Teacher's College - Columbia University

In his new office on the second floor of Zankel Hall, the people who have influenced Jon Drescher are present in talismanic form. The name plate from his father’s office door.  A pair of tap dancing shoes that belonged to the entertainer Savion Glover, who was a student of Drescher’s when he was principal of the Junior High School for the Performing Arts in Harlem. A review by New York Times critic John O’Connor of a radio show Drescher did for some years, called “ A Trip through the 20th Century with Music.”

There’s no object representing Bob Greenhill, Drescher’s own fifth grade teacher at PS 139 in Rego Park, Queens, but perhaps that’s because Greenhill is so present in Drescher’s mind that object representation is unnecessary.

“Greenhill was the first male teacher I’d ever had,” recalls Drescher, who in June was named the new Associate Director of the Teachers College Summer Principals Academy. “Most of the other teachers in the school were typical of the 1950s – rigid, not very creative. He was amazing. He loved sports, so he worked that into what we were doing in class. He loved storytelling, so he worked that in, too. He took us on cool field trips – I remember once on a Saturday, we went to Philadelphia for the day, and the bus broke down and we were stuck out on the road side for nearly five hours. And he kept us occupied just with who he was. When that year was over, we were heartbroken – but it stayed with us the rest of our lives.”

Twenty-five years after he finished fifth grade, Drescher was working as the principal of Todd School in Briarcliff Manor, a public school in Westchester, when he discovered that one of his best friends from childhood was the school’s special education coordinator. They got to talking and quickly discovered that they both had consciously modeled themselves as educators after Bob Greenhill.

“We decided we had to find Bob and tell him how much he’d meant to us,” Drescher recalls. “This was pre-Google, so it took us a few years to do it, but we finally found him down in Florida. He was amazed – really moved. And it turned out he was coming up to New York the following we week, so the three of us agreed to meet for lunch. My friend and I got really worried – what if he wasn’t as great as we remembered him to be? Well, it turned out he was even better. I ended up inviting him back to school where I was holding a staff meeting. And he got up and told my entire staff, all 110 of them, what an incorrigible kid I was. Which was true, I was always in trouble. I wrote an article about him afterwards for Education Leadership, and his wife told me that he keeps it on his door, and that no one gets into his house without reading it.”

But Drescher’s Bob Greenhill story doesn’t end there. He’s still channeling the man, only now with the broader aim of inspiring others to follow his example. Drescher previously worked at a Harvard non-degree program for current principals, and the feeling constantly voiced by the attendees, he says, was that they “felt like they were in a box, trying to break out or get support for what the research or their own gut was telling them.”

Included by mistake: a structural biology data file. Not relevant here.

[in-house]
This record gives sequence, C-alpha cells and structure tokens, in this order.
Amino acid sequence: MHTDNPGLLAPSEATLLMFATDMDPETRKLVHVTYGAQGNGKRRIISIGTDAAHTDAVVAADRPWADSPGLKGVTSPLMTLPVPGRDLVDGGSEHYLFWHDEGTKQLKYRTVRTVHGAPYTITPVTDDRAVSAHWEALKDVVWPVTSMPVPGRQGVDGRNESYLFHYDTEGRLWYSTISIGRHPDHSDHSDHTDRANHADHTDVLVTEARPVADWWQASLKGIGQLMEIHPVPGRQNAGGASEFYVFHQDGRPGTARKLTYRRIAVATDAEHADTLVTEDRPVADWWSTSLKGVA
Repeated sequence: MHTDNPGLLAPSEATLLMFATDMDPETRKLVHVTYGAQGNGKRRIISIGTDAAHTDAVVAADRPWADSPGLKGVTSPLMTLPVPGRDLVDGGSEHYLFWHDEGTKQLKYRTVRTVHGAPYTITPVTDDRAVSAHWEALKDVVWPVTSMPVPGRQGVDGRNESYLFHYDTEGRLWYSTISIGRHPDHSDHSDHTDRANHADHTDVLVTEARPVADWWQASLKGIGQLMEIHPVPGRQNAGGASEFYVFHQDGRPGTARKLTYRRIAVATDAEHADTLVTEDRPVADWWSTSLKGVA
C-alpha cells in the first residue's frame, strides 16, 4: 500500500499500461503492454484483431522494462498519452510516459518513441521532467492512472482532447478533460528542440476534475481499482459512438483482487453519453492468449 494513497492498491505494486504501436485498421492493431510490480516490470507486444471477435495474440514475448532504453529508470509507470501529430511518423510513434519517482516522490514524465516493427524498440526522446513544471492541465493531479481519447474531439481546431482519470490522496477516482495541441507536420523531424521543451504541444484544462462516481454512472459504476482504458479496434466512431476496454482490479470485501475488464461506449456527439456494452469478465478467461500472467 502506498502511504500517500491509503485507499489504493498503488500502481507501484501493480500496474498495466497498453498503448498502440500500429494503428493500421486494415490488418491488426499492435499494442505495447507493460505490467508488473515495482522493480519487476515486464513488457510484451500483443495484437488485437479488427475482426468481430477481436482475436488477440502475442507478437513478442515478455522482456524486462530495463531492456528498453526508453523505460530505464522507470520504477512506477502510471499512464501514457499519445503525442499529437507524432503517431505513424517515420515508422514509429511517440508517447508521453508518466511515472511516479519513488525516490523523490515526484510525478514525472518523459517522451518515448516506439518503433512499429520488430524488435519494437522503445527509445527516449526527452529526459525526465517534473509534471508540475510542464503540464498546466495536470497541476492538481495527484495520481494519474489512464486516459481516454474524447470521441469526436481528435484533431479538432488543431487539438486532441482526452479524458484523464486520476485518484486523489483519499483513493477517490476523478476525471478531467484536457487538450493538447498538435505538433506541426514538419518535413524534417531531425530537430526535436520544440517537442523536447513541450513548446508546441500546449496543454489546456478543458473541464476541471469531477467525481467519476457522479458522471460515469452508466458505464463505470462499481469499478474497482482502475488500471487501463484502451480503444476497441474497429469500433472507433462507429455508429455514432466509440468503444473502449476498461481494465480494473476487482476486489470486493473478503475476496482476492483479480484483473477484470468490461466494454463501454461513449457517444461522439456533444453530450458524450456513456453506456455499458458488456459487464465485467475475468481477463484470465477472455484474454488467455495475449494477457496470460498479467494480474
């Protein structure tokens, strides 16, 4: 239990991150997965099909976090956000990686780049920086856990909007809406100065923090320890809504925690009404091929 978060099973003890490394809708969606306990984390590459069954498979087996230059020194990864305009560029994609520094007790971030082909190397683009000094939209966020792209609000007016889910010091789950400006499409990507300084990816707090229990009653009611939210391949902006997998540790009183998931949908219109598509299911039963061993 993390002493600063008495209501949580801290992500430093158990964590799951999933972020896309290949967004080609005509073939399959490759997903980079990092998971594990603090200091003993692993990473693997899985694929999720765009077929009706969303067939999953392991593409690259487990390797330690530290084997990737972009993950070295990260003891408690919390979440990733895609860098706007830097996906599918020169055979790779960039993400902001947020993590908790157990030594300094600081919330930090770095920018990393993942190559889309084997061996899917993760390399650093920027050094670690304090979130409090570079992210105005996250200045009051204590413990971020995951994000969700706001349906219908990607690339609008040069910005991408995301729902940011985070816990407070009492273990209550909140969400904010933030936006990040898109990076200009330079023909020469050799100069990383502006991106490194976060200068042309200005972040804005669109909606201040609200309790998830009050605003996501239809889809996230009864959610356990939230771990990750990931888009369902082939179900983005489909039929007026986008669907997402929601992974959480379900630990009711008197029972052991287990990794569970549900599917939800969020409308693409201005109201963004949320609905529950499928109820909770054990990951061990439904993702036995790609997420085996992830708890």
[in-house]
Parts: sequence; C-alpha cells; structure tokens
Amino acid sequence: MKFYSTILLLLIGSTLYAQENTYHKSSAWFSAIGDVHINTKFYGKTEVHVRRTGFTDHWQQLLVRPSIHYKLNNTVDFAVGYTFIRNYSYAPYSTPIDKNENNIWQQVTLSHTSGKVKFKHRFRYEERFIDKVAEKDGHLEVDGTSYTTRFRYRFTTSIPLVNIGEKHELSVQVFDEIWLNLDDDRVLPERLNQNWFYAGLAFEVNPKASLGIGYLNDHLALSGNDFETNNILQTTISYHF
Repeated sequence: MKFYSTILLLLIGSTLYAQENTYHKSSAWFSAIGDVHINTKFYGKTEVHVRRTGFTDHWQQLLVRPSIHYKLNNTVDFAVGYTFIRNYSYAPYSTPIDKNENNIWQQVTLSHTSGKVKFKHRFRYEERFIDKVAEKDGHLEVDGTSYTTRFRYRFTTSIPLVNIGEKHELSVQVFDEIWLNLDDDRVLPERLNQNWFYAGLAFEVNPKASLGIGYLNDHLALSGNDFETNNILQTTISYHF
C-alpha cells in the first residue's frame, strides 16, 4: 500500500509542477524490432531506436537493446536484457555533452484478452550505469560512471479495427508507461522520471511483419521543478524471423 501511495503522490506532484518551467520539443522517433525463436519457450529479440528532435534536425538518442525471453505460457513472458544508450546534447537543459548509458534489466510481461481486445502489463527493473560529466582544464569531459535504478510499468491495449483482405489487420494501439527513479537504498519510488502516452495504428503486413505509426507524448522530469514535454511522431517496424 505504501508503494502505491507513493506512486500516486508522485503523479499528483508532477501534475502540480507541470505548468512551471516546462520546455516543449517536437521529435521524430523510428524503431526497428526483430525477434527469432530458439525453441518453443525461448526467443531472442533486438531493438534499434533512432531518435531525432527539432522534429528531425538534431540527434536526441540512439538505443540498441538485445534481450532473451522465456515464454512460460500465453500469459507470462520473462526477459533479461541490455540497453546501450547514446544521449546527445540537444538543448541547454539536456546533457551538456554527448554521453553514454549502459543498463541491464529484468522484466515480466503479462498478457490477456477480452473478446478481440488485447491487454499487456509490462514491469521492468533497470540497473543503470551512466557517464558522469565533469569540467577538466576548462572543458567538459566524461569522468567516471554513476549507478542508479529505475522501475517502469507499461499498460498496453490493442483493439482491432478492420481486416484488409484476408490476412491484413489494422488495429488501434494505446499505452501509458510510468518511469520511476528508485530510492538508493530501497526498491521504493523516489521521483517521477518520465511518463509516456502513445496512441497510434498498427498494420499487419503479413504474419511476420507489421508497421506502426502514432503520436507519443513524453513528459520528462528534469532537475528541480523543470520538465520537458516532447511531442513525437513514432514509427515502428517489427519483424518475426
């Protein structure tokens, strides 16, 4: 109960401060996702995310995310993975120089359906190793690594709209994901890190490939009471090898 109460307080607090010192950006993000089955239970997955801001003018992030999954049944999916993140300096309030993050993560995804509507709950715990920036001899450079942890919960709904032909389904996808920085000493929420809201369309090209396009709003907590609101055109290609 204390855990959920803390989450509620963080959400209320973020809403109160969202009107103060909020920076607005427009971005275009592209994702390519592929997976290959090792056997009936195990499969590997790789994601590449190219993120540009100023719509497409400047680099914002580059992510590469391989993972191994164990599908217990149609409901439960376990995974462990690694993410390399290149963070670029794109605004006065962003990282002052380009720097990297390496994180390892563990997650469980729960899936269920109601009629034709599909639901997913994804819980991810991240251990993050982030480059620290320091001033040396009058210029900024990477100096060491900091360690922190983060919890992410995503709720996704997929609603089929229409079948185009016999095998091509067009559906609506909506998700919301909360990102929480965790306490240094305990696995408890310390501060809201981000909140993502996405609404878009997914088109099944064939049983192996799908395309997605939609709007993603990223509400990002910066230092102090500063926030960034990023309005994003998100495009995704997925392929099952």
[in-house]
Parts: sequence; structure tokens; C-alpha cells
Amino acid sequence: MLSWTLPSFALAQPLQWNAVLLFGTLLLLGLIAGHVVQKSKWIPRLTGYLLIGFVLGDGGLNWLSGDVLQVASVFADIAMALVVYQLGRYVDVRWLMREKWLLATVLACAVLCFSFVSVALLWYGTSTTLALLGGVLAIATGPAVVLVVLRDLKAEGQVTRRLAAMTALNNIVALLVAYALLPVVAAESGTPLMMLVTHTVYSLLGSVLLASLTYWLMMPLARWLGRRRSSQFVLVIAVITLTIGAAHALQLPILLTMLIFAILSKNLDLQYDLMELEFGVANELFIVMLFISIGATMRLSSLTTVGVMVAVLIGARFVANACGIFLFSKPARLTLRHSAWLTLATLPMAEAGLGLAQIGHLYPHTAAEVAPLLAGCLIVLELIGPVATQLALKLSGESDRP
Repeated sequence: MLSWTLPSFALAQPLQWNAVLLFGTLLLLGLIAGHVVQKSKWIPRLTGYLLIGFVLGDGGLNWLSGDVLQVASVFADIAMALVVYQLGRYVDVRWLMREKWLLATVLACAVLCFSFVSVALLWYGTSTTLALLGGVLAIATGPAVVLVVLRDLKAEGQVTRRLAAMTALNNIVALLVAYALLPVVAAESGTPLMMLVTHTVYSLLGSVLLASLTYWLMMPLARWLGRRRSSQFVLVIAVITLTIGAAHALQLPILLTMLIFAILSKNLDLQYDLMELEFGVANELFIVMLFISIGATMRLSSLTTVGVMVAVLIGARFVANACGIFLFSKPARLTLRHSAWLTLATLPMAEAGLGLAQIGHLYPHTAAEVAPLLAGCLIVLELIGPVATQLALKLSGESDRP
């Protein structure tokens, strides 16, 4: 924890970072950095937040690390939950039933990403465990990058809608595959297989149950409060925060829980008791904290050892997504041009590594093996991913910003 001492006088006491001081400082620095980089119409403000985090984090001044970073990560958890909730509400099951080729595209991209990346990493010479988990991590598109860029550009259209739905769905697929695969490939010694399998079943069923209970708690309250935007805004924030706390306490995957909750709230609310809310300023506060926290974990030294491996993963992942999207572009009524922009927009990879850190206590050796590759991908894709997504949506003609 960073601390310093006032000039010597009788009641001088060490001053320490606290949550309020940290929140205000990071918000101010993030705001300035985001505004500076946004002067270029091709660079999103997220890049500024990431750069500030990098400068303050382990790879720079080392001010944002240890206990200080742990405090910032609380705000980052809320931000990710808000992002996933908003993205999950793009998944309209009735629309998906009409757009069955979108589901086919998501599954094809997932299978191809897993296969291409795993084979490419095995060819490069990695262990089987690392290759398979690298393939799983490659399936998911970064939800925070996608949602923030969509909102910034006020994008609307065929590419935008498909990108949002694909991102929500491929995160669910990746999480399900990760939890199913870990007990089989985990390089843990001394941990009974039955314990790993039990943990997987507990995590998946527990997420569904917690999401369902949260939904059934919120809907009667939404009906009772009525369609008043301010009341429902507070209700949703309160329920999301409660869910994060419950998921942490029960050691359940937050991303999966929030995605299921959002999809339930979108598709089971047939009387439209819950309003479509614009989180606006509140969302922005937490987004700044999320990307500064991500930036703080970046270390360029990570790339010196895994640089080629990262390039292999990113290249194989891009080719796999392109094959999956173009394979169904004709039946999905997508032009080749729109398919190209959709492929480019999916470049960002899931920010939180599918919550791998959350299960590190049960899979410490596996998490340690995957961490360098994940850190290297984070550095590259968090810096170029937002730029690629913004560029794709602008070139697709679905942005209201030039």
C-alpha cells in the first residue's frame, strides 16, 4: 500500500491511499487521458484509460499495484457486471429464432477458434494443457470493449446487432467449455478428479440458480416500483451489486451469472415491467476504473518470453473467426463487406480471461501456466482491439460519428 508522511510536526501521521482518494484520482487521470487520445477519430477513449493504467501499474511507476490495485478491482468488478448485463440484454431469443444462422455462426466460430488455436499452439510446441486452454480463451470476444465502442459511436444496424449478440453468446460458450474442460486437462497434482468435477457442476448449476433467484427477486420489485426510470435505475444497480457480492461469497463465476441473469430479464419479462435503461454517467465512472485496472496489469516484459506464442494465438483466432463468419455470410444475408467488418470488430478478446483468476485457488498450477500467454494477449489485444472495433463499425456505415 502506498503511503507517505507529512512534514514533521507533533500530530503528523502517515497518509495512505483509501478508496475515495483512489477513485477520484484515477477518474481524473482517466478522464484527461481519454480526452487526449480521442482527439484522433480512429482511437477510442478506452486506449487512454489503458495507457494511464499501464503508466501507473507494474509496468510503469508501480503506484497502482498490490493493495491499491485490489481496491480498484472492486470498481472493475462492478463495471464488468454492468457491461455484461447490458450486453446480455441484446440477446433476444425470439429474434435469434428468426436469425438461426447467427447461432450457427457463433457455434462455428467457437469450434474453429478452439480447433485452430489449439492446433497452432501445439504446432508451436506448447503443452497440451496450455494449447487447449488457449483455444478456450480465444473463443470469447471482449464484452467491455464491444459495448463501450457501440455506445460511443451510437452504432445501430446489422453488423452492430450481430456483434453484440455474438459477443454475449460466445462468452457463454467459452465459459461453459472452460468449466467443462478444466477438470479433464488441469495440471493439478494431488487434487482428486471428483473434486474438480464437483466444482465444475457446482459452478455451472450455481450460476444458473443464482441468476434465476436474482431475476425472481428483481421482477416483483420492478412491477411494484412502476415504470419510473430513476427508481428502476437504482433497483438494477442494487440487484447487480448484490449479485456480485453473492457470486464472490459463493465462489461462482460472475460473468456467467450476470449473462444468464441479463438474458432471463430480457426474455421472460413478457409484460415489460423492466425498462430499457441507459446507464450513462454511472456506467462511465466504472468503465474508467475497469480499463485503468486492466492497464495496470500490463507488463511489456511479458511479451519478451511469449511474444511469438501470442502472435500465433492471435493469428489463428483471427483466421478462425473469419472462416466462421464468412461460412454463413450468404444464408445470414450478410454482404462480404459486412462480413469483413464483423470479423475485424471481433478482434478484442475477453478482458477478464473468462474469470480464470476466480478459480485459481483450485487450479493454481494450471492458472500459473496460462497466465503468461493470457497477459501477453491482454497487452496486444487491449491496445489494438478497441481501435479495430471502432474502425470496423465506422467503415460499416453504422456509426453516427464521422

He has signed on with SPA, he says, because, as a degree program, it offers a tremendous opportunity to shape the approach of younger professionals who are not yet principals.

“We don’t want to throw the baby out with the bathwater, because there are good ideas and people at even the worst schools. But we do want to raise the bar, and most importantly, get beyond the idea of just running schools to achieve high test scores.”

Certainly test scores are important, he says. At Prospect Hill Academy, a public, multi-campus K-12 charter in Cambridge and Somerville, Massachusetts, where Drescher was the  Head of School for several years, the school was one of only 10 statewide at which all tenth graders passed the MCAS (the state’s standardized test) on the first try. The achievement was even more impressive given the school’s multilingual student body (Portuguese, Spanish and Haitian Creole were among the main languages spoken), 60 percent of which were eligible for free and reduced lunch.

“That was great, and we certainly talked it up, but I was much prouder of the fact that these were nice kids who were really engaged in school, who did community service and who all went to college,” Drescher says. “Above all, they had a very high level of social and cultural awareness. So while test scores are important, if we can create  educational leaders who also understand the human dynamic and who take the time to self-actualize, they can support other constituencies in their schools in doing the same thing.”